The Los Angeles County Board of Supervisors Tuesday approved a $4.5 million settlement payout to a convicted child molester who was held in a state hospital for 17 years awaiting trial on whether he could be committed as a sexually violent predator.
George Vasquez pleaded no contest in 1995 to four counts of lewd or lascivious acts on a child under 14 and was sentenced to 12 years in state prison. The case involved boys ages 6 to 8 years old from his South Los Angeles neighborhood.
After Vasquez had served his time, in September 2000, the District Attorney’s Office filed a petition seeking to have Vasquez committed to a state hospital as a sexually violent predator, arguing that he was too dangerous to be released and should be confined where he could receive mental health treatment.
A series of five deputy public defenders represented Vasquez, who was held at Coalinga State Hospital while awaiting trial on the prosecution’s petition, as the case dragged on without a trial for 16 years.
In 2016, in response to Vasquez’ objection to postponing his trial date once again, the trial court judge removed the Public Defender’s Office and appointed attorney Mark Brandt to represent Vasquez. Brandt filed a motion to dismiss the prosecution’s petition, saying his client’s constitutional right to a speedy trial had been violated.
On Jan. 8, 2018, Los Angeles Superior Court Judge James Bianco ruled that Vasquez must be freed, citing “oppressive” delays and a “systematic breakdown of the public defender system.”
The District Attorney’s Office fought the issue and lost on appeal, with a three-justice panel from California’s 2nd District Court of Appeal rejecting the bid to overturn Bianco’s decision.
“It may well be there was strong evidence in the People’s favor, but it was the government’s burden to prove Vasquez was an SVP and Vasquez had a right to present evidence showing he did not pose a risk to the public. He was denied this right for 17 years,” the appellate panel found.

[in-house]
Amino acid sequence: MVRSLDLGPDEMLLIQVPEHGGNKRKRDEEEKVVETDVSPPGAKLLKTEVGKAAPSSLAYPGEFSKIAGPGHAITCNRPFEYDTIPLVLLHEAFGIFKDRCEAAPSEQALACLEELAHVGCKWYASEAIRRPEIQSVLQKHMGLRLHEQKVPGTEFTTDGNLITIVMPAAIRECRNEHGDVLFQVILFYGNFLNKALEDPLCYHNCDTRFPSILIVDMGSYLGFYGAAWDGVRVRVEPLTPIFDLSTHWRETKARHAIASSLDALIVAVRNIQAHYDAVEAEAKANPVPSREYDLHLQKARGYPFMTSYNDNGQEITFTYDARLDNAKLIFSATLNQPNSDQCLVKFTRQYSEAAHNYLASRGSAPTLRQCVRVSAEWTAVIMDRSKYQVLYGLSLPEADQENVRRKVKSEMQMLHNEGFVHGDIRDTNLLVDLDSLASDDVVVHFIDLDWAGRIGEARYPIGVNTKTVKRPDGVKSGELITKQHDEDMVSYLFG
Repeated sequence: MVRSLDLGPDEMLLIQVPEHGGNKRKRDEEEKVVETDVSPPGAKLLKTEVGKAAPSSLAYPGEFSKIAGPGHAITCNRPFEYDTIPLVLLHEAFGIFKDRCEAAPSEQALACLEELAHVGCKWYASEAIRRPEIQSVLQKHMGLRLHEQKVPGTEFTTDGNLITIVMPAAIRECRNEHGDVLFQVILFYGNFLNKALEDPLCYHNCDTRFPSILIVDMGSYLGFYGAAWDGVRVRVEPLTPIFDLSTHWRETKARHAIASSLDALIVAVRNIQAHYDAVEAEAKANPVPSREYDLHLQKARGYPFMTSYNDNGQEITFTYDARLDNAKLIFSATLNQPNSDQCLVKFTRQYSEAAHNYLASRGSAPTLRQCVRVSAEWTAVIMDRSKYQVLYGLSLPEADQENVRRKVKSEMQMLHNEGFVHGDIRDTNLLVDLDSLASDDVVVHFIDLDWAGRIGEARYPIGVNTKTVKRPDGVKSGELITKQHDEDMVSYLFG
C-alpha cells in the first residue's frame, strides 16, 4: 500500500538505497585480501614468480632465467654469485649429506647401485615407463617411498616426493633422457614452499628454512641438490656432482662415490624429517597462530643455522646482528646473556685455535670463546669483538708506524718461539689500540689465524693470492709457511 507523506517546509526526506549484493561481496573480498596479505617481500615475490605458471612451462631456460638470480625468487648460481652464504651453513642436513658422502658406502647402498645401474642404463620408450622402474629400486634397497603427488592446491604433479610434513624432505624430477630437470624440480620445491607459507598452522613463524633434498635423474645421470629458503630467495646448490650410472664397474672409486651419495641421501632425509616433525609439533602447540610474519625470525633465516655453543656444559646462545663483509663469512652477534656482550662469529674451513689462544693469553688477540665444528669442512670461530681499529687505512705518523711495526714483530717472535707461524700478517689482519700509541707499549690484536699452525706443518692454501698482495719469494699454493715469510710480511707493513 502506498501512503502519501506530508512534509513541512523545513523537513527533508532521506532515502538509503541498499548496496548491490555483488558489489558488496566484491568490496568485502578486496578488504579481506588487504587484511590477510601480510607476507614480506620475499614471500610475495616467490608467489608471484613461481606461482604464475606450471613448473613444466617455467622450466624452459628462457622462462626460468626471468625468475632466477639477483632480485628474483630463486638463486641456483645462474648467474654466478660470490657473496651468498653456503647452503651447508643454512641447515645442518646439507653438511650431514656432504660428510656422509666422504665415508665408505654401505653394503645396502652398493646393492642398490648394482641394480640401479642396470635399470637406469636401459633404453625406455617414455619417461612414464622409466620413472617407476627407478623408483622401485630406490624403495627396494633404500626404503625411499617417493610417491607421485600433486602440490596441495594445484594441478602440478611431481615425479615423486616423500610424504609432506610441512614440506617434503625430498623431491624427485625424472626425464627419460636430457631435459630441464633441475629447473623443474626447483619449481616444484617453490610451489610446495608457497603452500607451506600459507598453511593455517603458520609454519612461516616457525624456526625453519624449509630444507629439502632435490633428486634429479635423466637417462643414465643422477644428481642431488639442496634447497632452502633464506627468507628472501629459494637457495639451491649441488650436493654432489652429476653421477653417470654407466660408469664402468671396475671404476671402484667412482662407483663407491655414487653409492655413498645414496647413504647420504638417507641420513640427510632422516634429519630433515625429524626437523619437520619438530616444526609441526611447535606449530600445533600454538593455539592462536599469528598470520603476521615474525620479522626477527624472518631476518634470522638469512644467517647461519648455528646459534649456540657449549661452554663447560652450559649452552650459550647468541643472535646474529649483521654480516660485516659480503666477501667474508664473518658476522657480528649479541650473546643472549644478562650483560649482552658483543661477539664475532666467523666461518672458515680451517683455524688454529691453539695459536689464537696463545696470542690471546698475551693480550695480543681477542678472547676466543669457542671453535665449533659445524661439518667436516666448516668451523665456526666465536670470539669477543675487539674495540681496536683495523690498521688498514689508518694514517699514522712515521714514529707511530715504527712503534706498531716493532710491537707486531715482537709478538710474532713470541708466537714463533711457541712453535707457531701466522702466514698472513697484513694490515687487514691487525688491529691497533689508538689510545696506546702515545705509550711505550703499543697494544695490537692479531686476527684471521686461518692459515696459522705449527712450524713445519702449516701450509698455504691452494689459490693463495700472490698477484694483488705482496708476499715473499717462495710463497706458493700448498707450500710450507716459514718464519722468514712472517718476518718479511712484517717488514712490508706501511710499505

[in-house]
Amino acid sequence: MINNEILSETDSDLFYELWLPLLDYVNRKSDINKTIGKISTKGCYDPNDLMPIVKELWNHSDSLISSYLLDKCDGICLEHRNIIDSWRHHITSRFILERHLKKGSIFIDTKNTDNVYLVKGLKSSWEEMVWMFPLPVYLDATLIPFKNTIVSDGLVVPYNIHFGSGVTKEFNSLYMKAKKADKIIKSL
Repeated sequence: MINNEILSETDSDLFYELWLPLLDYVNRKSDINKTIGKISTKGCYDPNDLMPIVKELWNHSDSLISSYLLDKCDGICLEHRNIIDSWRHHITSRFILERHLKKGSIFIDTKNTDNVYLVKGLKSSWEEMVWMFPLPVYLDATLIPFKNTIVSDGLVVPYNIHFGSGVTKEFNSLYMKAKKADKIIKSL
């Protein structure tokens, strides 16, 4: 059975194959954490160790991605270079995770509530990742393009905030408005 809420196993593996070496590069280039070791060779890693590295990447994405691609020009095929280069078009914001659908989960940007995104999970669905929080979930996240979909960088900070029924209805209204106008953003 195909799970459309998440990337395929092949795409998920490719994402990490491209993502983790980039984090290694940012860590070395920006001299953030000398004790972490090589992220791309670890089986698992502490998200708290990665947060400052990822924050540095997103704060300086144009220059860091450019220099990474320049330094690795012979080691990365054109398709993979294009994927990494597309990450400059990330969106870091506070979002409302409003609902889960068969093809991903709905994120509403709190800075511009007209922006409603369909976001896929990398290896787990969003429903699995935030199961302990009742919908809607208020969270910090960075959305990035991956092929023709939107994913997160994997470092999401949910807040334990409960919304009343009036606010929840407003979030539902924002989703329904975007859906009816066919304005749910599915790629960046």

The appellate panel noted in its ruling that Bianco had conceded the “potential risk to public safety that attends Mr. Vasquez’s release from custody, albeit 23 years after his crimes were committed.”
The ruling pointed out that if the prosecution had prevailed at trial from the outset, Vasquez would have been committed for just two years.
A long history of evaluation reports recommended Vazquez’s commitment as a sexually violent predator, according to the D.A.’s petition. One doctor who offered an evaluation in support of the petition said that over a seven-week period in 1994, Vasquez offered candy to at least five boys, ages 5 to 8, who lived in his neighborhood, if they would show him their private parts. After the boys complied, Vasquez allegedly forced them to orally copulate him, according to court documents.
However, one of two state psychologists who examined Vasquez concluded he no longer qualified for the SVP designation, according to Bianco’s original ruling.
Vasquez’ sister told the Los Angeles Times shortly after Bianco’s ruling that her brother was treated unfairly.
“He already paid his time. It’s unfair, the system was very unfair,” Ana Federico told the newspaper. “I know what he did was wrong, but why do poor people have to suffer more?”
Vasquez said he had been molested as a child by an adult male neighbor, according to The Times.
After Bianco’s ruling and before the appeal had been settled, Vasquez filed a lawsuit against the Public Defender’s Office alleging civil rights violations.
A summary corrective action plan presented to the Board of Supervisors said staff had been cut and attorneys felt they had insufficient resources to bring the case to trial. It also cited a “failure to obtain clear time waivers from clients who preferred to remain at the state hospital during court (hearings).”
Caseloads for the specialized unit tasked with handling the defense of accused SVPs increased dramatically after the passage of Jessica’s Law in 2007, Vasquez’ first public defender told The Times. That voter initiative added crimes qualifying as sexually violent offenses and reduced the number of victims required for a designation of sexually violent predator.
County attorneys cited the risks and uncertainties of litigation in recommending the $4.5 million settlement. The board approved the payout without comment.
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